“We are living in the night of the virus,” wrote one academic, soon after Europe’s first Covid-19 lockdown was imposed in Italy. “Living in the dark, because it’s difficult to see what’s happening out there, since we are shut up in our homes.”

On Monday Italians entered blinking into the light again, after nine weeks of more or less total confinement, enforced by a combination of fines and moral exhortation. As the prime minister, Giuseppe Conte, begins tentatively to reopen the economy, the employees of Ferrari and Lamborghini are returning to their factories, along with other workers in the manufacturing and construction industries. Shops will open in two weeks’ time; bars and hairdressers in June. Italians are able to exercise freely at last, stroll through late spring sunshine and visit relatives.

Given Italy’s role as a pioneer in the grim endurance test of lockdown, this moment of release feels like a minor landmark. As the northern region of Lombardy became the early European centre of the coronavirus pandemic, its suffering opened a continent’s eyes to the peril that it faced. Images of overwhelmed intensive care units and reports of dying health workers galvanised politicians across Europe. Restrictions were placed on populations that would have been flinched at in late February. On Sunday, Italy reported a daily death toll of 174, the lowest figure since 10 March, confirming that the worst is over for now.

That downward trend justifies Mr Conte’s relaxation of restrictions. But it may be that, as Europe enters the post-lockdown phase of the coronavirus crisis, Italy will have more cautionary tales to offer. The gradualism of Mr Conte’s post-lockdown approach has prompted anger and anxiety as well as relief. One poll found that 62% of Italians think they will need psychological support in the coming period, as the government attempts to navigate a public health crisis and an economic meltdown at the same time.

The scale of the prime minister’s task is gargantuan. In the first quarter of the year, Italy’s economy shrank by close to 5% – the steepest contraction ever recorded by the Office for National Statistics. Tourism, a vital source of revenue, is down by 95%. With the aviation industry on its knees, there is no likelihood of a significant upturn any time soon. The mood in the hospitality sector, at the back of the queue as the country tentatively opens up, is fearful and mutinous. In Florence and other cities, angry bar owners, restaurateurs and other small business owners handed store keys over to local mayors, after learning that they would not be part of the first post-lockdown wave.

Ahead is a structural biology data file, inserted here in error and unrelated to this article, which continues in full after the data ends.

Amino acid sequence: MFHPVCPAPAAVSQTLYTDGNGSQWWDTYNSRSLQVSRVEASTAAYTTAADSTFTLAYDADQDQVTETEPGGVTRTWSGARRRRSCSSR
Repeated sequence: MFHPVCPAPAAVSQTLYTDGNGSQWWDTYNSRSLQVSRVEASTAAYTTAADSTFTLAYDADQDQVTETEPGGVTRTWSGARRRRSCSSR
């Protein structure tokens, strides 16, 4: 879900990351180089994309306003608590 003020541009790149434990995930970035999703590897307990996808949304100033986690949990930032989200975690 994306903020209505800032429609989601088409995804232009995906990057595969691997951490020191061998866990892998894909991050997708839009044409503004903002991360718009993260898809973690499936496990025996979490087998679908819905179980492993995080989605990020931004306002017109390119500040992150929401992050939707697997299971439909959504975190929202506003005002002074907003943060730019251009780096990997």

Opposition MPs, led by the leader of the League, Matteo Salvini, staged an occupation of parliament on 1 May, calling for a quicker exit from lockdown restrictions. Some members of Mr Conte’s own coalition agree that the pace must be upped. Last week the ratings agency Fitch downgraded Italian bonds to one level above junk status, making the huge and rising national debt less sustainable to maintain. Meanwhile, northern European states have been conspicuously reluctant to share the burden by issuing mutualised debt in the form of so-called coronabonds.

In a multifaceted crisis that is only reaching the end of its beginning, there will be no neat endings or satisfying story arcs. Back in March, there was admiration for the colourful displays of collective Italian defiance under lockdown. From the display of rainbow banners bearing the legend “everything is going to be fine” to balcony singing, people found ways to express hope and solidarity. Italians are back in the streets. But in a context of psychological fragility and extreme economic distress, Mr Conte must now find a way to take the measures required to salvage businesses and livelihoods, while protecting his country from a second wave of infections and deaths. It is a dilemma that the British government will soon share.